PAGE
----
Royal Pharmaceutical Society president Claire Anderson said: “As normal, pharmacists are working with patients to ensure they get the medicines they need. We’re not aware that the problems with fuel supplies are stopping patients getting their medicines.”

Commenting on the present difficulties, Healthcare Distribution Association chief executive Martin Sawer said that while wholesalers have business continuity plans to maintain medicine deliveries “these arrangements are currently being severely tested, as fuel supplies are not as available as we would like from normal sources”.

“HDA knows that some normal delivery schedules for medicines could be disrupted for most of this week, but every effort will be made to fulfil orders. HDA members are grateful for the patience and understanding being displayed by their customers.”

Mr Sawer said that to maintain an effective supply chain distributors’ transport fleets should be given priority access to fuel “principally at petrol stations”, adding that the HDA “is in urgent talks with the UK Government on this specific issue”.

Another “critical” issue is maintaining regular deliveries of medicines to wholesaler warehouses, Mr Sawer said.

AAH ‘not facing any issues’

Despite Mr Sawer’s warning a spokesperson for AAH told Pharmacy Network News it was not experiencing any difficulties: “AAH does not rely on forecourts to supply fuel for our medicines distribution system, so we are unaffected by current consumer buying patterns.

“In line with the current national picture for most logistics organisations, we do face challenges with driver recruitment. However, AAH is not currently facing any issues with medicines supply to our customers.”

Alliance: Fuel supply a ‘challenge’

Meanwhile, Alliance Healthcare told PNN it was “striving for business-as-usual service,” saying that despite driver shortages “we are seeing success from our continued recruitment drive”.

“The national fuel supply challenge, along with continued driver shortages, is a current challenge within the UK and we are working with all stakeholders on various initiatives to mitigate any potential impact to our normal operating schedule,” an Alliance spokesperson said.

“We continue to inform our customers proactively on this on-going situation and thank them for their patience and understanding at this time.”

Phoenix Healthcare Distribution did not respond to requests for comment.

Northern Ireland could face medicine shortages after Brexit grace period ends next year, report claims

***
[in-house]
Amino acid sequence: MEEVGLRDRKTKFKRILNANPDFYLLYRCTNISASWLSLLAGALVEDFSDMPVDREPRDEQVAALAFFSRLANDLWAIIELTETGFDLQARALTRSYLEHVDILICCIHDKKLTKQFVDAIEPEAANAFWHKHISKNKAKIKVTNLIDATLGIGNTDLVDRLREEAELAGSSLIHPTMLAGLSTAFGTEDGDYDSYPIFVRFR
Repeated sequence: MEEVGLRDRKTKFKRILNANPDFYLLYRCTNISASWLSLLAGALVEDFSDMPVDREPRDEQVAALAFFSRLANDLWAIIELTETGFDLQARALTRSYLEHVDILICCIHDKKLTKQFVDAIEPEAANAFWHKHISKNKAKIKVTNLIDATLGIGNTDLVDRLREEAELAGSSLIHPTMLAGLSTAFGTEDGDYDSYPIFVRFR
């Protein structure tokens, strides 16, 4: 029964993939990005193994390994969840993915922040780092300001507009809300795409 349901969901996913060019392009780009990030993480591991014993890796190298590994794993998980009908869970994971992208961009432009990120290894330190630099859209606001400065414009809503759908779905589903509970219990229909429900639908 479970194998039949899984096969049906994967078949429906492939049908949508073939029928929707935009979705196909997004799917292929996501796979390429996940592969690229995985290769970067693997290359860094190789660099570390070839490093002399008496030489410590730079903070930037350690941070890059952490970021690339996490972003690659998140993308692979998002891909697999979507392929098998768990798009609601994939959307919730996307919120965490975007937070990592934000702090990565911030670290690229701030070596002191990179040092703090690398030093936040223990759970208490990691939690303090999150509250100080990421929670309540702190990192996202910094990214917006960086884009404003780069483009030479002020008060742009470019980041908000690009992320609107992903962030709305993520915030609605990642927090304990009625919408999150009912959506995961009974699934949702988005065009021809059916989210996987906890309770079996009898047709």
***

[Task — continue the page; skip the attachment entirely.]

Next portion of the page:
INews, David Parsley, 27 September 2021

Leading pharmaceutical research firm finds some drug firms will withdraw up to 90 per cent of their products from Northern Ireland as protocol hits exports

Statins and diabetes drugs are among the medicines threatened with shortages in Northern Ireland at the beginning of next year, a leading medical research group has claimed.

Informa Pharma Intelligence warns some pharmaceutical companies may withdraw up to 90 per cent of their products from the Northern Ireland market due to the uncertain and high-cost imposition of new quality-check procedures as the Brexit grace period ends.

The analysis focuses on the uncertain regulatory position of Northern Ireland, which is governed by the protocol that binds it to European Union single market practices and regulations, yet is still part of the UK.

The report highlights that the additional costs of implementing new regulatory procedures after the end of the grace period for batch testing drugs, which ends at the start of 2022, could threaten the ability of manufacturers of low-cost generic drugs to export to Northern Ireland from within the UK.

It presents a stark warning for policymakers ahead of the 1 January deadline. Much of the concern among drug manufacturers was due to the lack of a clear political solution, the report says.

While the EU has signalled its solution, Informa believes the UK is unlikely to accept any resolution that ties its Medicines and Healthcare products Regulatory Agency (MHRA) too closely to the European Medicines Agency (EMA).

Shortages of critical drugs to treat conditions ranging from high blood pressure to cancer would be an additional consequence for Northern Ireland, which has already suffered from food shortages and empty supermarket shelves since the UK left the EU at the beginning of last year.